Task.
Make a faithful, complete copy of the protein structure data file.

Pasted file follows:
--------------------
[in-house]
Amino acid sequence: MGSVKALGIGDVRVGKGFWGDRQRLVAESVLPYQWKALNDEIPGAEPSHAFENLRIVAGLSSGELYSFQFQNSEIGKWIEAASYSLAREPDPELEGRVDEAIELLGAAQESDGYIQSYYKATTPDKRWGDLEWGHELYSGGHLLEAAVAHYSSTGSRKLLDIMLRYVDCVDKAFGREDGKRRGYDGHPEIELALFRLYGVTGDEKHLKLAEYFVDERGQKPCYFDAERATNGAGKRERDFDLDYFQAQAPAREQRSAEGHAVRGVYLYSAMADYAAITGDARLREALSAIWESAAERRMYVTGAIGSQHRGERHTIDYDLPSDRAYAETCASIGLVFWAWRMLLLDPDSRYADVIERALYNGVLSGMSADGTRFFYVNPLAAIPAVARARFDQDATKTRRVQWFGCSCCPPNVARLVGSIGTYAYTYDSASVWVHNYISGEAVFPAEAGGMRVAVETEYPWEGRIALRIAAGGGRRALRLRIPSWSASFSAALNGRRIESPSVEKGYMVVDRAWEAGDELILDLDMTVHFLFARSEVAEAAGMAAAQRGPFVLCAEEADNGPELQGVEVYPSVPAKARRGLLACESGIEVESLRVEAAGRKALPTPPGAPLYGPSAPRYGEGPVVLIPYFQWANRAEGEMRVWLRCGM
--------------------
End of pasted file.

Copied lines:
[in-house]
Amino acid sequence: MGSVKALGIGDVRVGKGFWGDRQRLVAESVLPYQWKALNDEIPGAEPSHAFENLRIVAGLSSGELYSFQFQNSEIGKWIEAASYSLAREPDPELEGRVDEAIELLGAAQESDGYIQSYYKATTPDKRWGDLEWGHELYSGGHLLEAAVAHYSSTGSRKLLDIMLRYVDCVDKAFGREDGKRRGYDGHPEIELALFRLYGVTGDEKHLKLAEYFVDERGQKPCYFDAERATNGAGKRERDFDLDYFQAQAPAREQRSAEGHAVRGVYLYSAMADYAAITGDARLREALSAIWESAAERRMYVTGAIGSQHRGERHTIDYDLPSDRAYAETCASIGLVFWAWRMLLLDPDSRYADVIERALYNGVLSGMSADGTRFFYVNPLAAIPAVARARFDQDATKTRRVQWFGCSCCPPNVARLVGSIGTYAYTYDSASVWVHNYISGEAVFPAEAGGMRVAVETEYPWEGRIALRIAAGGGRRALRLRIPSWSASFSAALNGRRIESPSVEKGYMVVDRAWEAGDELILDLDMTVHFLFARSEVAEAAGMAAAQRGPFVLCAEEADNGPELQGVEVYPSVPAKARRGLLACESGIEVESLRVEAAGRKALPTPPGAPLYGPSAPRYGEGPVVLIPYFQWANRAEGEMRVWLRCGM